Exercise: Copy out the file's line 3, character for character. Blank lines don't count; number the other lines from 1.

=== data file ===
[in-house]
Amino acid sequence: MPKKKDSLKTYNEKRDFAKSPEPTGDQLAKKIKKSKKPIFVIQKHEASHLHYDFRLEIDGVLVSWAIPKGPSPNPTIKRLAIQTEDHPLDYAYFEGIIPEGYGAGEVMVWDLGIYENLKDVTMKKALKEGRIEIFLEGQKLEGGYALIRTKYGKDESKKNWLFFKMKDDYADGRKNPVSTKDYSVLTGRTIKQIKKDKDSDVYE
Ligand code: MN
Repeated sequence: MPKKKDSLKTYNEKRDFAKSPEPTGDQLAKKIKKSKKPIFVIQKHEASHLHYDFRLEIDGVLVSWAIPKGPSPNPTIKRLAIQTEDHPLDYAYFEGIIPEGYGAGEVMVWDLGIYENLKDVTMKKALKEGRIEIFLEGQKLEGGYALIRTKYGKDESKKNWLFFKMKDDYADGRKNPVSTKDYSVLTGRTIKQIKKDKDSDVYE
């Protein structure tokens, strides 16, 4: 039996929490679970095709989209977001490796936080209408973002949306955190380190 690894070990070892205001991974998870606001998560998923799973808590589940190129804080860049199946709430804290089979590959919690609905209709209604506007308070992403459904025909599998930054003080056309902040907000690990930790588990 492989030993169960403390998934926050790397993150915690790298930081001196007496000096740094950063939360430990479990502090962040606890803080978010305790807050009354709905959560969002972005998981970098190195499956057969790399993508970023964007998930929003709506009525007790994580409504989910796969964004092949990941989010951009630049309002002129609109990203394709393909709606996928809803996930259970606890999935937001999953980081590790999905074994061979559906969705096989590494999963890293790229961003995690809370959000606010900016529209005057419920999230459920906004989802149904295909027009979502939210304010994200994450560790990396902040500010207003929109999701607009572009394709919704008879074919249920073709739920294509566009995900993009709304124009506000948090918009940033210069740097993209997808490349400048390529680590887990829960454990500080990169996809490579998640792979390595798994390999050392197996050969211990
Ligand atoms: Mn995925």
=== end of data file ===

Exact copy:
Ligand code: MN